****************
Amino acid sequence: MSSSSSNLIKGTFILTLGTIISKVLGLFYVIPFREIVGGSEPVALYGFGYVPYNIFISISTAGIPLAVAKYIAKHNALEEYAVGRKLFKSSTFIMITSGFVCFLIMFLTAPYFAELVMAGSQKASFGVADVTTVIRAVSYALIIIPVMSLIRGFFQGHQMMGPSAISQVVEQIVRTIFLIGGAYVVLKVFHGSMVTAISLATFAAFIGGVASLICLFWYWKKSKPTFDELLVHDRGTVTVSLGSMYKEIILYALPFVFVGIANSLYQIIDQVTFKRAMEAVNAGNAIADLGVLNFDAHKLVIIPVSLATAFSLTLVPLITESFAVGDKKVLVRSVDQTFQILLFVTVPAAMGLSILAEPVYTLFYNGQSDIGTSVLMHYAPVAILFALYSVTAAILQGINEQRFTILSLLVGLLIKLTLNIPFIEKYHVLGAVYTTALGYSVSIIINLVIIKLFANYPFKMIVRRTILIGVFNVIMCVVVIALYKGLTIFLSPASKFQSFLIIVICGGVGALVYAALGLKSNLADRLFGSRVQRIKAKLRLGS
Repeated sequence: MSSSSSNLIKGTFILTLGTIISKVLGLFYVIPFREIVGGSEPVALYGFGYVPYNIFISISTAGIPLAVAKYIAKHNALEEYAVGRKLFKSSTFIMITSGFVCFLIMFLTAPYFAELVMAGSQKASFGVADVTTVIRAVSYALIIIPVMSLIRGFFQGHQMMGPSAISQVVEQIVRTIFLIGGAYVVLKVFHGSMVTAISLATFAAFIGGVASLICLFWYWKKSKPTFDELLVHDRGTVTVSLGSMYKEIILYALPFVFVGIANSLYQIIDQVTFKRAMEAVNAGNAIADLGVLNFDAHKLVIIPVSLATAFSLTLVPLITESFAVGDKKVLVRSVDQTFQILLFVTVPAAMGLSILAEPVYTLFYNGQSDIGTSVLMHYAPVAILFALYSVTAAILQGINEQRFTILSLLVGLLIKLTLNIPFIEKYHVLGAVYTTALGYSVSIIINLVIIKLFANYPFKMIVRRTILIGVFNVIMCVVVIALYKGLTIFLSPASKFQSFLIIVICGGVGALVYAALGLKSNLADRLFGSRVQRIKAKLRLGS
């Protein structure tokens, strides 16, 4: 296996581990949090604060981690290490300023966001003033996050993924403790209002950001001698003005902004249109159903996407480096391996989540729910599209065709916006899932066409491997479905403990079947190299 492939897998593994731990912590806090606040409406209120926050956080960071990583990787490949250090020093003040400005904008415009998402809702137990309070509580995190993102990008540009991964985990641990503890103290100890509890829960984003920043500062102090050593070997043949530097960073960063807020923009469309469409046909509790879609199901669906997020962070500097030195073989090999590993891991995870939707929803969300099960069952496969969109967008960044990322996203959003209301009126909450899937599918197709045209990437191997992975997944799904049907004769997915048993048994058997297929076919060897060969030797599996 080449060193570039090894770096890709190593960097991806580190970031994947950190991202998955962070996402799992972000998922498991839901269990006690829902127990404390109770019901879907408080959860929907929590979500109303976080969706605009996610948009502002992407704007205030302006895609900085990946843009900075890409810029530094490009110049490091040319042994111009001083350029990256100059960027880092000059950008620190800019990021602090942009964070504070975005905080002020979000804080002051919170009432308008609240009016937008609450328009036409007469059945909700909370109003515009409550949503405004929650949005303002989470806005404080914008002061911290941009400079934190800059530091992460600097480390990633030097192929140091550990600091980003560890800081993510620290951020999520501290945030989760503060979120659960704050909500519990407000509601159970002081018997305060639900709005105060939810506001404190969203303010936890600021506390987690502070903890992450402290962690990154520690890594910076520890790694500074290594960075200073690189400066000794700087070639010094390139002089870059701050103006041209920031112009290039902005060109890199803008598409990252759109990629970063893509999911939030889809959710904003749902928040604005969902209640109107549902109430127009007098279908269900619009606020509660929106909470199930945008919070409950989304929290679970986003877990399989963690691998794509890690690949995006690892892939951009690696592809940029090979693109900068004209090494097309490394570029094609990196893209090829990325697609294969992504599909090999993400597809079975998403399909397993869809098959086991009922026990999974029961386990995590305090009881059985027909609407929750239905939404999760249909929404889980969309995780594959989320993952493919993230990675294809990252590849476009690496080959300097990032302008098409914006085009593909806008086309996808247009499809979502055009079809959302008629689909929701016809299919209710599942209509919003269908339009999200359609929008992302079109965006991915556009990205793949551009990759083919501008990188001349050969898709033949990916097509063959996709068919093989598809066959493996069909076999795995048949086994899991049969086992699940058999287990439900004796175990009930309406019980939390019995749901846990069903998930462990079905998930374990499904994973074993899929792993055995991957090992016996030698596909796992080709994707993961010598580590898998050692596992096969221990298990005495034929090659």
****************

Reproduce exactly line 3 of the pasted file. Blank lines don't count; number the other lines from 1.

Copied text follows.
């Protein structure tokens, strides 16, 4: 296996581990949090604060981690290490300023966001003033996050993924403790209002950001001698003005902004249109159903996407480096391996989540729910599209065709916006899932066409491997479905403990079947190299 492939897998593994731990912590806090606040409406209120926050956080960071990583990787490949250090020093003040400005904008415009998402809702137990309070509580995190993102990008540009991964985990641990503890103290100890509890829960984003920043500062102090050593070997043949530097960073960063807020923009469309469409046909509790879609199901669906997020962070500097030195073989090999590993891991995870939707929803969300099960069952496969969109967008960044990322996203959003209301009126909450899937599918197709045209990437191997992975997944799904049907004769997915048993048994058997297929076919060897060969030797599996 080449060193570039090894770096890709190593960097991806580190970031994947950190991202998955962070996402799992972000998922498991839901269990006690829902127990404390109770019901879907408080959860929907929590979500109303976080969706605009996610948009502002992407704007205030302006895609900085990946843009900075890409810029530094490009110049490091040319042994111009001083350029990256100059960027880092000059950008620190800019990021602090942009964070504070975005905080002020979000804080002051919170009432308008609240009016937008609450328009036409007469059945909700909370109003515009409550949503405004929650949005303002989470806005404080914008002061911290941009400079934190800059530091992460600097480390990633030097192929140091550990600091980003560890800081993510620290951020999520501290945030989760503060979120659960704050909500519990407000509601159970002081018997305060639900709005105060939810506001404190969203303010936890600021506390987690502070903890992450402290962690990154520690890594910076520890790694500074290594960075200073690189400066000794700087070639010094390139002089870059701050103006041209920031112009290039902005060109890199803008598409990252759109990629970063893509999911939030889809959710904003749902928040604005969902209640109107549902109430127009007098279908269900619009606020509660929106909470199930945008919070409950989304929290679970986003877990399989963690691998794509890690690949995006690892892939951009690696592809940029090979693109900068004209090494097309490394570029094609990196893209090829990325697609294969992504599909090999993400597809079975998403399909397993869809098959086991009922026990999974029961386990995590305090009881059985027909609407929750239905939404999760249909929404889980969309995780594959989320993952493919993230990675294809990252590849476009690496080959300097990032302008098409914006085009593909806008086309996808247009499809979502055009079809959302008629689909929701016809299919209710599942209509919003269908339009999200359609929008992302079109965006991915556009990205793949551009990759083919501008990188001349050969898709033949990916097509063959996709068919093989598809066959493996069909076999795995048949086994899991049969086992699940058999287990439900004796175990009930309406019980939390019995749901846990069903998930462990079905998930374990499904994973074993899929792993055995991957090992016996030698596909796992080709994707993961010598580590898998050692596992096969221990298990005495034929090659």